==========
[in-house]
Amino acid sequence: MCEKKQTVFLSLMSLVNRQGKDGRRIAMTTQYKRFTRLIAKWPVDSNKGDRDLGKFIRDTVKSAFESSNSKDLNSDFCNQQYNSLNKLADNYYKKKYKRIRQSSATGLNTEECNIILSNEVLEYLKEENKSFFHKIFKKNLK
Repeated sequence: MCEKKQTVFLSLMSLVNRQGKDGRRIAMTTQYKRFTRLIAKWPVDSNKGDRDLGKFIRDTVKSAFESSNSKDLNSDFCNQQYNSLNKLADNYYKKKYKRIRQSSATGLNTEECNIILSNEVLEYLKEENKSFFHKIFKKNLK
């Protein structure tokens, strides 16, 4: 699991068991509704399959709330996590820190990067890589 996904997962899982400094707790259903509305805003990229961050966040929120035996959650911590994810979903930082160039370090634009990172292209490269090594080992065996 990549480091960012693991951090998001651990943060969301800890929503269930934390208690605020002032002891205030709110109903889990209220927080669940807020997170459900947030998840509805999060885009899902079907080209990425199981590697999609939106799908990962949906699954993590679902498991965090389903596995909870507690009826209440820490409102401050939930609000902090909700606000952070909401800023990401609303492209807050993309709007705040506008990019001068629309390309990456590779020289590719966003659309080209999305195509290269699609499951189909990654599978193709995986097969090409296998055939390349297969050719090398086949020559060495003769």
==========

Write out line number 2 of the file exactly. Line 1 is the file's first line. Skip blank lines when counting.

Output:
Amino acid sequence: MCEKKQTVFLSLMSLVNRQGKDGRRIAMTTQYKRFTRLIAKWPVDSNKGDRDLGKFIRDTVKSAFESSNSKDLNSDFCNQQYNSLNKLADNYYKKKYKRIRQSSATGLNTEECNIILSNEVLEYLKEENKSFFHKIFKKNLK